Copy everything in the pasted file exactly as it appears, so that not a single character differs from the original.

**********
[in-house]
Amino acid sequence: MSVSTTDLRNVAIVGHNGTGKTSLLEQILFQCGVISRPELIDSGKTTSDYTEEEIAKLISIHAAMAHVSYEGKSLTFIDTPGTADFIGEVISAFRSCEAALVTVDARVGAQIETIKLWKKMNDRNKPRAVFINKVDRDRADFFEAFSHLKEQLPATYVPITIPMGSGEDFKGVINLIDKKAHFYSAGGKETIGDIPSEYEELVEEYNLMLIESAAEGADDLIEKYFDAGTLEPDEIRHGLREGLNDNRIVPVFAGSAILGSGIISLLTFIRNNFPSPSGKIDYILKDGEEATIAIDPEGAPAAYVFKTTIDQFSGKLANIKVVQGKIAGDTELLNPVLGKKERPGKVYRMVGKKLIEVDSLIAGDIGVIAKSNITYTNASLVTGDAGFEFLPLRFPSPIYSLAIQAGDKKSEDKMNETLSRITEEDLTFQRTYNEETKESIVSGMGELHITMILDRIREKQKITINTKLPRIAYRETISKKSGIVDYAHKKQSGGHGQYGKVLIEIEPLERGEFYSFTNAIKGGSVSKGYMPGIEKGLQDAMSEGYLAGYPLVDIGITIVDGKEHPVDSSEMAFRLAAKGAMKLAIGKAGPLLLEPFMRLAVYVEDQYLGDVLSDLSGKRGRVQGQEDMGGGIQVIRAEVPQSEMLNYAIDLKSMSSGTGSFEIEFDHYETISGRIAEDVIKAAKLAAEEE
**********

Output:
[in-house]
Amino acid sequence: MSVSTTDLRNVAIVGHNGTGKTSLLEQILFQCGVISRPELIDSGKTTSDYTEEEIAKLISIHAAMAHVSYEGKSLTFIDTPGTADFIGEVISAFRSCEAALVTVDARVGAQIETIKLWKKMNDRNKPRAVFINKVDRDRADFFEAFSHLKEQLPATYVPITIPMGSGEDFKGVINLIDKKAHFYSAGGKETIGDIPSEYEELVEEYNLMLIESAAEGADDLIEKYFDAGTLEPDEIRHGLREGLNDNRIVPVFAGSAILGSGIISLLTFIRNNFPSPSGKIDYILKDGEEATIAIDPEGAPAAYVFKTTIDQFSGKLANIKVVQGKIAGDTELLNPVLGKKERPGKVYRMVGKKLIEVDSLIAGDIGVIAKSNITYTNASLVTGDAGFEFLPLRFPSPIYSLAIQAGDKKSEDKMNETLSRITEEDLTFQRTYNEETKESIVSGMGELHITMILDRIREKQKITINTKLPRIAYRETISKKSGIVDYAHKKQSGGHGQYGKVLIEIEPLERGEFYSFTNAIKGGSVSKGYMPGIEKGLQDAMSEGYLAGYPLVDIGITIVDGKEHPVDSSEMAFRLAAKGAMKLAIGKAGPLLLEPFMRLAVYVEDQYLGDVLSDLSGKRGRVQGQEDMGGGIQVIRAEVPQSEMLNYAIDLKSMSSGTGSFEIEFDHYETISGRIAEDVIKAAKLAAEEE